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A monthly review of all of the sourcing activity, upcoming tenders and news items.

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Conclusion: The technology adoption cycle and its cousin, the hype cycle, are familiar concepts. While the theory is instructive, there are acknowledged gaps in its explanatory power, and consequently in practical application, although many organisations and vendors implicitly subscribe to the general thrust of the concept.

The steady stream of new technology – including innovations and upgrades - means potential buyers are evaluating products almost continuously; whether as consumers or for businesses. From both sides of the equation, can buyers and sellers make a better bargain with the idea of the adoption cycle? Could buyers be better informed and rational or is there a portion of emotion involved in buying technology? And how does a business adapt the technology adoption cycle to be successful?

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Conclusion: Industry and research publications have cogitated for many years on the CIO’s role and responsibilities. Some recent articles in journals have speculated the role will become redundant due to emergence of information systems or point solutions owned and operated by business units.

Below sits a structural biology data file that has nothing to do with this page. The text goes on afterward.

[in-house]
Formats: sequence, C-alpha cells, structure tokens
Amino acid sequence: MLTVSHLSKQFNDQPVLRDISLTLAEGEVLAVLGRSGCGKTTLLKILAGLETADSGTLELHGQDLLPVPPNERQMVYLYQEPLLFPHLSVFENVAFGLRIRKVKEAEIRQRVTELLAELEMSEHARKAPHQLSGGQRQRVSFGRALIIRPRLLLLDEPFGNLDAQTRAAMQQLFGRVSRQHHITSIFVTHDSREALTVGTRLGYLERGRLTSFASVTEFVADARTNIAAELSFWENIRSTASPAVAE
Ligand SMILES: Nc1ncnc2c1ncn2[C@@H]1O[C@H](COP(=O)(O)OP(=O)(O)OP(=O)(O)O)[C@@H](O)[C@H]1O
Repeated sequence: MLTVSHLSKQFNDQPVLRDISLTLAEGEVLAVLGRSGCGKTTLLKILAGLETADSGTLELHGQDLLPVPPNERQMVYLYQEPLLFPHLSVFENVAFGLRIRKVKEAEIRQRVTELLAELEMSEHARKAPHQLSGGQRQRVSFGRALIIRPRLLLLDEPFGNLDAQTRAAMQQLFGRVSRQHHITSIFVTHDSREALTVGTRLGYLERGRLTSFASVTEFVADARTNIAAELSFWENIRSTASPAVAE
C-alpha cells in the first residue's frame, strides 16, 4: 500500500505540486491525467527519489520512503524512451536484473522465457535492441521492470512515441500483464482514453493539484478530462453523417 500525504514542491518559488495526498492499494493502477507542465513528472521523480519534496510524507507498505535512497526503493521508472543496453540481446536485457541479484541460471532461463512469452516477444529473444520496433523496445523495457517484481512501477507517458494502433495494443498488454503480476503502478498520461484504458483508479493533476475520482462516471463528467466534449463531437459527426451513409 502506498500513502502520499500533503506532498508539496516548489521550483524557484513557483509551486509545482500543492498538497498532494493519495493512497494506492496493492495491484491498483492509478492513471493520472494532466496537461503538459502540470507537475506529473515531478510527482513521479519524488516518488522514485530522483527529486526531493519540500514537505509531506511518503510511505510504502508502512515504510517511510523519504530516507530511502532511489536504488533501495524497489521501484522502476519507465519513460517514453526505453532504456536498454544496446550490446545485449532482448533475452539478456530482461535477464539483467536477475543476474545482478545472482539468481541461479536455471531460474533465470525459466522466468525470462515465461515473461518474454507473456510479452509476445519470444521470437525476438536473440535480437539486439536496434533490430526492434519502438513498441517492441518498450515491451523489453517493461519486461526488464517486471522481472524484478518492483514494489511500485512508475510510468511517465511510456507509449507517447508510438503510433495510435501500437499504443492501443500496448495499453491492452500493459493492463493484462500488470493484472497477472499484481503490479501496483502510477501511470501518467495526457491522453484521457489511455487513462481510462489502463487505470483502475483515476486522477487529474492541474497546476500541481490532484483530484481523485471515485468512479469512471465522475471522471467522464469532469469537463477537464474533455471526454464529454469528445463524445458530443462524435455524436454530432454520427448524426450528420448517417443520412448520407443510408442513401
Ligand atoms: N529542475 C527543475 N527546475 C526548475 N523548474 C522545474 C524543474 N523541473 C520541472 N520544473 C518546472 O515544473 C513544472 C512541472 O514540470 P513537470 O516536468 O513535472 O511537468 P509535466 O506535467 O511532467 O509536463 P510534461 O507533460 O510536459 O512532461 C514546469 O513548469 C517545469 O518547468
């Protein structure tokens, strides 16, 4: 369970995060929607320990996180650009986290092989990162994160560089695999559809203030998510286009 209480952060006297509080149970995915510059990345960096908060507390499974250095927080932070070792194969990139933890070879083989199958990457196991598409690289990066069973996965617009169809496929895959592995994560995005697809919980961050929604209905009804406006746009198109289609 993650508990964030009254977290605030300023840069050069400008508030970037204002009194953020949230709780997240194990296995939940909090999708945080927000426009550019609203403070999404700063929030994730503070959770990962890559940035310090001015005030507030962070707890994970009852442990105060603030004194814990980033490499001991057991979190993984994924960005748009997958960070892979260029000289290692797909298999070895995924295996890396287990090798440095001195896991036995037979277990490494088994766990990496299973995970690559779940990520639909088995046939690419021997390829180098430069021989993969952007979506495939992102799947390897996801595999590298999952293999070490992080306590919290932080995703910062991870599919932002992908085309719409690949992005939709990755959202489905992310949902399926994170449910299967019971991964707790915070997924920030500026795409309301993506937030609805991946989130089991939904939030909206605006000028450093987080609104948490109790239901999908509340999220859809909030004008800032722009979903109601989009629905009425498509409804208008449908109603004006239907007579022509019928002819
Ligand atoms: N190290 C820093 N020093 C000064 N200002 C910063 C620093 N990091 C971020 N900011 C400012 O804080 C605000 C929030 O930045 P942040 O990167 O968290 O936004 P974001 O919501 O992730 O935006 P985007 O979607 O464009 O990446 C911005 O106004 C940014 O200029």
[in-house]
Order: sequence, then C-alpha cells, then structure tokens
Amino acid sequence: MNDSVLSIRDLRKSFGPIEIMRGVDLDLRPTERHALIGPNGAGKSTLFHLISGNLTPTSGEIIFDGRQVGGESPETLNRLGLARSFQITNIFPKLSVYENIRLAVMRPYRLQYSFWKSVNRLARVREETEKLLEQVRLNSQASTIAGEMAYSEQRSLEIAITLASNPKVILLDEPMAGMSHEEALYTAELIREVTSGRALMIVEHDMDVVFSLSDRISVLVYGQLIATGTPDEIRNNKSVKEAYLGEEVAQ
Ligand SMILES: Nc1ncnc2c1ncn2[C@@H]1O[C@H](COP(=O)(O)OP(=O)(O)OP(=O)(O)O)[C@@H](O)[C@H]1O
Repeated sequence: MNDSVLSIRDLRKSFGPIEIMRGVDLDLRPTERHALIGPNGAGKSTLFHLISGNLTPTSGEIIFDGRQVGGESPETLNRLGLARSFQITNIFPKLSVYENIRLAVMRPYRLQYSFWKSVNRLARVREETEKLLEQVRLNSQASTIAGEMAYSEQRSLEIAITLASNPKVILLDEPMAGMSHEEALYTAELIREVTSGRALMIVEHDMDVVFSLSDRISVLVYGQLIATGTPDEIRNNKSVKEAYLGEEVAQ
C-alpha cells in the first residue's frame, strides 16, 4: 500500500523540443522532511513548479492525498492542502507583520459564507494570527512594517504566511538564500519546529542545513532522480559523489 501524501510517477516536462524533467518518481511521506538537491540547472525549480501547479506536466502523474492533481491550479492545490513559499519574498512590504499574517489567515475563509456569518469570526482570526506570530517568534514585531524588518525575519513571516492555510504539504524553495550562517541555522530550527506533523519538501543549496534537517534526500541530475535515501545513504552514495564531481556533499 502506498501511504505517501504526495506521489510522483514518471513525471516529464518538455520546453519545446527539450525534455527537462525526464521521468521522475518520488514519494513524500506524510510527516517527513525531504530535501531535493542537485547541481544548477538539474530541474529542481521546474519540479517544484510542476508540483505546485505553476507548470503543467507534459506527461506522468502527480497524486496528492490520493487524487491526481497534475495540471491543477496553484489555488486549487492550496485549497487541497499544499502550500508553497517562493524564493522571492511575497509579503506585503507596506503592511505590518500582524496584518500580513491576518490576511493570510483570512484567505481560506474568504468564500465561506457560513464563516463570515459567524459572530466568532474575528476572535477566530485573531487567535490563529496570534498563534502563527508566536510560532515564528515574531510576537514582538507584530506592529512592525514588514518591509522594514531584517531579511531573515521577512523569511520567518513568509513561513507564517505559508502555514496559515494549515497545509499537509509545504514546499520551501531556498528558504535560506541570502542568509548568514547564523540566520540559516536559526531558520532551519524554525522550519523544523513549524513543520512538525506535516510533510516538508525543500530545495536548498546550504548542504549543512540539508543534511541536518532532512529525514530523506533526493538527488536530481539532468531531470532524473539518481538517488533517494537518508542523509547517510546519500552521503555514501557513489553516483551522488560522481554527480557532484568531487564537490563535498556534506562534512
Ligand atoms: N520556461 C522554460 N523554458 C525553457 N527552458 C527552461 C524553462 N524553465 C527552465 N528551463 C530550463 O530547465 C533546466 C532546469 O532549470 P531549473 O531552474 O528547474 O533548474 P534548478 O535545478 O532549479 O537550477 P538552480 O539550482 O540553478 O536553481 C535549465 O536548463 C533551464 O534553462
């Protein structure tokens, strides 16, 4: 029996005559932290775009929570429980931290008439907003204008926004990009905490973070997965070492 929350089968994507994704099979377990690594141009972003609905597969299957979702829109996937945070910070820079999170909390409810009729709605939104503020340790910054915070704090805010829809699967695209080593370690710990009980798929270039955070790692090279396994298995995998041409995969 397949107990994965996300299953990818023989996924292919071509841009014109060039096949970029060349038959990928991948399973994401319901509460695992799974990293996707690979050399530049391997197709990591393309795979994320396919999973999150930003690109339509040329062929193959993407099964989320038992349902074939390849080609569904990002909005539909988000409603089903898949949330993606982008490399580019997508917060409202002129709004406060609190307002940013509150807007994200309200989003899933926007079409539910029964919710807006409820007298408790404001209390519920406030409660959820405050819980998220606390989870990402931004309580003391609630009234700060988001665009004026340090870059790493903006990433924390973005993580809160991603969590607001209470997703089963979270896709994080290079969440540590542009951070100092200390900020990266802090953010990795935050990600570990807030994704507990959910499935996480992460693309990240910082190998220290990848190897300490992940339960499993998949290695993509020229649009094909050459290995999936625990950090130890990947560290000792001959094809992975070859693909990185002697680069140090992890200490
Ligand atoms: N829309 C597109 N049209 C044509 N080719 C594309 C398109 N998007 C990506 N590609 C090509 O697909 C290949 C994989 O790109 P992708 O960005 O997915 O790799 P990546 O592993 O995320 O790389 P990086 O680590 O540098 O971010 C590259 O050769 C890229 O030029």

Whilst some organisations operate point solutions from within business units, e.g. equities trading desks in wholesale banks and exploration systems in oil and gas companies, the reality is that these organisations also have statutory reporting and corporate compliance requirements. These requirements force them to consolidate financial and other data typically under the remit of the CIO or equivalent.

Other commentators emphasise the supply side of the CIO role and assume IT literate business managers will occupy the demand side an act as informed buyers. In my observation this is less than ideal as the buyers typically have stretched performance objectives leaving them little time for involvement in IT related matters.

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Conclusion: Knowledge Management (KM) is often thought of as a dark art. It’s not. Many organisations can benefit in tangible ways (e.g. quick access to a problem database in a Help Desk context) by harvesting the knowledge that already exists within them.

The last article on KM concerned explicit knowledge management, being knowledge that has already been articulated in some form within an organisation. This article is focused on tacit or implicit knowledge which is concerned with the experiences of individuals.

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I recently had the opportunity to participate in a workspace design project for knowledge workers. The organisation was keen to provide the right physical environment and tools to help retain them and maximise their contribution to the success of the enterprise.